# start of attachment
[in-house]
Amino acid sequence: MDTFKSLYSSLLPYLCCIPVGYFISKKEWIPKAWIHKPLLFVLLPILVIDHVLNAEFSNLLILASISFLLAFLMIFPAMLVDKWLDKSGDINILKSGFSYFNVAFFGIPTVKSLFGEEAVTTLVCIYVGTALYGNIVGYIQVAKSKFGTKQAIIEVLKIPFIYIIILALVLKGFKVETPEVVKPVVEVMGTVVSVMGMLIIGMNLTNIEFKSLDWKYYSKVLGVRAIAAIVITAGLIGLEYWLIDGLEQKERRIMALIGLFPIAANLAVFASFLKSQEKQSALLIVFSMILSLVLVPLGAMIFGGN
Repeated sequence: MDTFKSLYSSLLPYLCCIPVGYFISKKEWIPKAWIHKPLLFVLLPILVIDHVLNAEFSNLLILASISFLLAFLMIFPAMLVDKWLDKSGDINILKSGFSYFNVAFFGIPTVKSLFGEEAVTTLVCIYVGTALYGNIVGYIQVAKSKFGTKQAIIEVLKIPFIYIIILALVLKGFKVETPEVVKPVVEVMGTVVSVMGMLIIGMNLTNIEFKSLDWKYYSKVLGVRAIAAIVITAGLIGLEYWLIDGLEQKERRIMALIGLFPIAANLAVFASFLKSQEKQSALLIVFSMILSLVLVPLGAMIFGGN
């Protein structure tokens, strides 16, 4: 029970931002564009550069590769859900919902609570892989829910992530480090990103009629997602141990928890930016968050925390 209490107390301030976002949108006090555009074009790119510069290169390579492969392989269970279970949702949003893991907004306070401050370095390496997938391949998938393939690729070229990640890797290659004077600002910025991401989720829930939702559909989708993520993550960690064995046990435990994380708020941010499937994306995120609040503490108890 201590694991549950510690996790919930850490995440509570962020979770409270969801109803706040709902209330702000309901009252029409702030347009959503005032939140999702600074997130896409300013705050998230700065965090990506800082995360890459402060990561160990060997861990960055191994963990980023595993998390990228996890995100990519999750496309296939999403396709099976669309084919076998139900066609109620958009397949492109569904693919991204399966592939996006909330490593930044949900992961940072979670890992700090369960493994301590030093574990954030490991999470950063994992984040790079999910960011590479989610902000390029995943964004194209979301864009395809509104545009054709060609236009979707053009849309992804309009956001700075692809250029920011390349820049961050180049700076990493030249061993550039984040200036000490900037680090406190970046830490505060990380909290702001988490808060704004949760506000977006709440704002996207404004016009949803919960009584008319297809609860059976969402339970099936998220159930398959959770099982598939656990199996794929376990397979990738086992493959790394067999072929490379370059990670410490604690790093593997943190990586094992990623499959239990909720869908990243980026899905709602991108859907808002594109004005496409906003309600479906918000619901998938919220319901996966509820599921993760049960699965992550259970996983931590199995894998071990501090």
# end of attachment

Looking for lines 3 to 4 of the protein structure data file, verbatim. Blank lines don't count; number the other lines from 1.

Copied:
Repeated sequence: MDTFKSLYSSLLPYLCCIPVGYFISKKEWIPKAWIHKPLLFVLLPILVIDHVLNAEFSNLLILASISFLLAFLMIFPAMLVDKWLDKSGDINILKSGFSYFNVAFFGIPTVKSLFGEEAVTTLVCIYVGTALYGNIVGYIQVAKSKFGTKQAIIEVLKIPFIYIIILALVLKGFKVETPEVVKPVVEVMGTVVSVMGMLIIGMNLTNIEFKSLDWKYYSKVLGVRAIAAIVITAGLIGLEYWLIDGLEQKERRIMALIGLFPIAANLAVFASFLKSQEKQSALLIVFSMILSLVLVPLGAMIFGGN
């Protein structure tokens, strides 16, 4: 029970931002564009550069590769859900919902609570892989829910992530480090990103009629997602141990928890930016968050925390 209490107390301030976002949108006090555009074009790119510069290169390579492969392989269970279970949702949003893991907004306070401050370095390496997938391949998938393939690729070229990640890797290659004077600002910025991401989720829930939702559909989708993520993550960690064995046990435990994380708020941010499937994306995120609040503490108890 201590694991549950510690996790919930850490995440509570962020979770409270969801109803706040709902209330702000309901009252029409702030347009959503005032939140999702600074997130896409300013705050998230700065965090990506800082995360890459402060990561160990060997861990960055191994963990980023595993998390990228996890995100990519999750496309296939999403396709099976669309084919076998139900066609109620958009397949492109569904693919991204399966592939996006909330490593930044949900992961940072979670890992700090369960493994301590030093574990954030490991999470950063994992984040790079999910960011590479989610902000390029995943964004194209979301864009395809509104545009054709060609236009979707053009849309992804309009956001700075692809250029920011390349820049961050180049700076990493030249061993550039984040200036000490900037680090406190970046830490505060990380909290702001988490808060704004949760506000977006709440704002996207404004016009949803919960009584008319297809609860059976969402339970099936998220159930398959959770099982598939656990199996794929376990397979990738086992493959790394067999072929490379370059990670410490604690790093593997943190990586094992990623499959239990909720869908990243980026899905709602991108859907808002594109004005496409906003309600479906918000619901998938919220319901996966509820599921993760049960699965992550259970996983931590199995894998071990501090």